Cherokee Red Rex F-3487, Foundation Appaloosa

Appaloosa Territory

Appaloosa History:
Cherokee Red Rex F-3487
Foundation Appaloosa

This article, titled "The Pride of Twin Brooks: Cherokee Red Rex" was originally published in the Appaloosa News1. It was written by Joan McGloon, proud owner of Cherokee Red Rex.

On a recent buying trip through the south, a friend of mine and I wandered into the Bo-Mar Dispersal sale, where, because no one had seen fit to tie my hands and tape my mouth, I purchased yet another Appaloosa. When we asked hopefully from the auctioneer's podium if anyone had horse room headed for Connecticut, a very well-dressed gentleman approached me and drawled: "I can take your mare to Indiana and that would be quite a help for you wouldn't it, as Connecticut is next to Indiana."

Of course Connecticut is not next to Indiana, but is on the other side of New York state. And offhand, Connecticut does not seem the likely place to raise horses either. Especially Appaloosas which are so prominent in the west.

But when Appaloosa history is written, Connecticut will have to be mentioned, for it is the home of the great sire, Cherokee Red Rex. Rex is not old as immortal sires go; only 12, but in his dozen short years he has left a colt record that many a stallion could envy. Rex earned his foundation number of F-3487, and they just don't come that low anymore.

Cherokee Red Rex

Cherokee Red Rex displays all his finery.

Born in Illinois, Rex' stud career began at National Director's George Bryant's Springfield farm. A big, stout, powerful bay with a brilliant white blanket with huge red spots in it, he was quiet enough to be trusted with the Bryant grandchildren who rode him to the school stop and the local swimming hole. "It was a familiar sight,"reminisces Mr. Bryant, "to see Rex galloping home from an afternoon wading with the kids, with all of them on bareback at once."

Apache Boy

"Apache Boy won Jr and Grand Champion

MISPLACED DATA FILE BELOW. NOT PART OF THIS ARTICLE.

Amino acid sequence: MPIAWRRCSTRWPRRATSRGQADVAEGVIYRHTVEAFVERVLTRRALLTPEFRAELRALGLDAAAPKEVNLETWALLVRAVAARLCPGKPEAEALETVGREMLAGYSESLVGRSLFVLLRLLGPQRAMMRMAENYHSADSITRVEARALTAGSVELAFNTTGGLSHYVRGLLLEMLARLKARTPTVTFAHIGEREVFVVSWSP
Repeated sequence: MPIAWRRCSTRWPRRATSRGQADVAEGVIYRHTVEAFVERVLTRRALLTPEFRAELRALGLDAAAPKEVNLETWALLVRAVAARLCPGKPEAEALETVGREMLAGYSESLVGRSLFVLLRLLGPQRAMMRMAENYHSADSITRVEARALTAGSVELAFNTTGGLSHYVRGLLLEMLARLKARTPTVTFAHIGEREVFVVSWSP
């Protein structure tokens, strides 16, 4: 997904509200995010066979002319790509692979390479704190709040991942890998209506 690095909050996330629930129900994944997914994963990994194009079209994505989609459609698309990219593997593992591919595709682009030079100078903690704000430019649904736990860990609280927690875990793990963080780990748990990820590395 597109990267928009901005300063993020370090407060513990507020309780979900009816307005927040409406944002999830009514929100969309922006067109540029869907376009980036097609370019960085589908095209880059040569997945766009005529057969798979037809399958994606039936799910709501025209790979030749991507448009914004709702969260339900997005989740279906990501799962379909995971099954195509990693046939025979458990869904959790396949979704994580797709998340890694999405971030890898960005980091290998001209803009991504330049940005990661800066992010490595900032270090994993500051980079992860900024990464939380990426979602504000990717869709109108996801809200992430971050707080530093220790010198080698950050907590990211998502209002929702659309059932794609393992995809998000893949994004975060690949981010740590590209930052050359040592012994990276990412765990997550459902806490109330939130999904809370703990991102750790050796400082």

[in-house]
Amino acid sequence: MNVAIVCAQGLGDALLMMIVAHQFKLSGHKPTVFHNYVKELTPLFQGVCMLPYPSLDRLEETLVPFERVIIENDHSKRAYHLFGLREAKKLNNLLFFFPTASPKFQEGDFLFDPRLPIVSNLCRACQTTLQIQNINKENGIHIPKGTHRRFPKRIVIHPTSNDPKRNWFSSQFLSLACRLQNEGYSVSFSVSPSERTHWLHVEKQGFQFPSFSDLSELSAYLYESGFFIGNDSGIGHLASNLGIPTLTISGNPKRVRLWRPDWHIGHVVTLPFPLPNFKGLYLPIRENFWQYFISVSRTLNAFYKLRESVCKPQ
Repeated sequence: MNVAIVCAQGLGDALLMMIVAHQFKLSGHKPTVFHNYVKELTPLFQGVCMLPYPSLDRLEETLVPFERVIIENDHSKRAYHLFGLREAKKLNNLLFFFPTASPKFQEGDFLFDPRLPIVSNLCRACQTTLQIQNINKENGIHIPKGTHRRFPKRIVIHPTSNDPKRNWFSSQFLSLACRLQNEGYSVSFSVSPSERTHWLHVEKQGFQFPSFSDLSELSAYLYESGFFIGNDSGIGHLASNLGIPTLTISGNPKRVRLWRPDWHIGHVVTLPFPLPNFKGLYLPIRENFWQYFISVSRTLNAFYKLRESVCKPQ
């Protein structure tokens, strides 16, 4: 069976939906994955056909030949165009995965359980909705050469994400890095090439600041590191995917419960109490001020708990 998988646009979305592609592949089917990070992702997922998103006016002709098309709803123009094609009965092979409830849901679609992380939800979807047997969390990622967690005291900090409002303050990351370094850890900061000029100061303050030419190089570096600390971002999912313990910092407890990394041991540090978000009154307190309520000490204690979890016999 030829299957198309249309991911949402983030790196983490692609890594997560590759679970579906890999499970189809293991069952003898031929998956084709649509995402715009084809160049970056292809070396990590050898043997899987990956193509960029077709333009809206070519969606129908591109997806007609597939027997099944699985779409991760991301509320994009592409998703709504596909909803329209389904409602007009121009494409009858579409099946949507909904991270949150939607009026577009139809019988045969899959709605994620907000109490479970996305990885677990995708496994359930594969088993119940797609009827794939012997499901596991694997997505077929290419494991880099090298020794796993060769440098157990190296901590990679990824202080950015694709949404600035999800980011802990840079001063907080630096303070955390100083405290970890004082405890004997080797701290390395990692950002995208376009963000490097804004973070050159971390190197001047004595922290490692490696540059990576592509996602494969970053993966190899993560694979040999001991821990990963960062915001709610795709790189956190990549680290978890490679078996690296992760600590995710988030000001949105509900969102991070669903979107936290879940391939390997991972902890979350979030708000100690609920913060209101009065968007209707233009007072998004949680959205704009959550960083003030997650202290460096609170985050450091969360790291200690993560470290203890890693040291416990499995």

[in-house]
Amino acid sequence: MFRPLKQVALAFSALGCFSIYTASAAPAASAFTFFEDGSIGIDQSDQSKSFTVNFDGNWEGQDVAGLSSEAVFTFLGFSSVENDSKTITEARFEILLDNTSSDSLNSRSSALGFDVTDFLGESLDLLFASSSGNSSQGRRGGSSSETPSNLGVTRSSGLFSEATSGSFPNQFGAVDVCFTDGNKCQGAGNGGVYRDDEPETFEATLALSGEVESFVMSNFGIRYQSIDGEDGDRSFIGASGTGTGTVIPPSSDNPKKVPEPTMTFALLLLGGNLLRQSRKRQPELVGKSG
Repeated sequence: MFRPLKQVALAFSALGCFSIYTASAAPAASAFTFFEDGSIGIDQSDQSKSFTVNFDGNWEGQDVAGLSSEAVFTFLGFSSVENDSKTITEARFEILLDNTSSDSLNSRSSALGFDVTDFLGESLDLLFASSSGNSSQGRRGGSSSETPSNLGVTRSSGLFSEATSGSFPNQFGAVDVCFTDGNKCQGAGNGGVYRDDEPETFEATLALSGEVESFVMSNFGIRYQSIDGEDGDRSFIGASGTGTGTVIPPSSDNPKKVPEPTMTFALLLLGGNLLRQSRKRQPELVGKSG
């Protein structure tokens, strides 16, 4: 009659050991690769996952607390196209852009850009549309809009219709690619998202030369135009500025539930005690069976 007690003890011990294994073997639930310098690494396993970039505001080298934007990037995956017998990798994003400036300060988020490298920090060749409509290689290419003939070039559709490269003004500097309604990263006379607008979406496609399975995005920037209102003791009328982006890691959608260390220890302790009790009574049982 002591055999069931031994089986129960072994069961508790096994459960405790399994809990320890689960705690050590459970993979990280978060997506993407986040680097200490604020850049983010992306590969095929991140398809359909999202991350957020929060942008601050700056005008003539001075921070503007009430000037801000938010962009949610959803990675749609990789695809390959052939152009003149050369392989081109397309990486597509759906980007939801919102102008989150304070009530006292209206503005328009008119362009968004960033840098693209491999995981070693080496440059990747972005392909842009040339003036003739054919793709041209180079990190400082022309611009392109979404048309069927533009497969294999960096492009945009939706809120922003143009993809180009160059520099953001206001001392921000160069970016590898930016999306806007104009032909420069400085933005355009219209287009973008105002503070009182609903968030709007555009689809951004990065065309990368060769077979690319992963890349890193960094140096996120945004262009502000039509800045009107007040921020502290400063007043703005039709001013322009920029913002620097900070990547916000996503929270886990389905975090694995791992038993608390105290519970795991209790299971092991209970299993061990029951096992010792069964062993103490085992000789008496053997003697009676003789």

at the Five Club Regional Show."

Between baby sitting chores Rex sired a fine colt crop. One, named Apache Boy, was singled out to go to the shows. When Boy hit the circuit, he was soon showing his potential by taking the blue at the competitive Illinois show. Branching out he showed at Michigan and won there. Many other wins and he was on his way to the huge Five Club Regional. At the age of two, Apache Boy was named Junior Champion and Grand Champion at this show. In 1961, after winning every major show he entered, he tackled Texas. At the famed Southwest Exposition and Fat Stock Show, Apache Boy defeated High Stakes at halter. Although any win after this would be an anticlimax, he went on to win the Ladies Pleasure Class at the National.

Apache Boy

"Apache Boy 3551, owned by George Bryant, Springfield, Il.,
at the 15th National Appaloosa Horse Show in Springfield, Illinois."

By then it was evident [Apache] Boy would follow in his dad's footsteps, as his yearling daughter, MS Franchita, won her class in yearling fillies at the same National and Apache Boy had Get-of-Sire win under his belt represented only by yearlings. He was still very young himself to garner such an honor.

MS Franchita

M.S. Franchita, daughter of Apache Boy, granddaughter of Cherokee Red Rex.

Obviously the Cherokee Red Rex strain would be a potent one, but one champion does not a great sire make. But fast nipping on Boy's heels was another colt of Rex's named Bryant's Apache Lad. Almost black with a huge white blanket, Lad became as hot a contender in the show ring as his brother and he began to bring home ribbons from Michigan to Ohio. Winning the yearling class at the Regional, and being named Junior Reserve and the Reserve Grand Champion as a yearling makes him mentioned along with National Champion Pateeka as one of those rarities who change club rules. But the judge was not wrong when he saw the potential in this youngster as proved in 1964 when, as an aged breeding stud, Bryant's Apache Lad traveled to Waterloo, Iowa, and broke the reported 107 blue winning streak of Cheeta's Wahoo.

Bryant Apache Lad

Bryant Apache Lad, won Reserve Jr. Champion at the Five State Regional in 1960.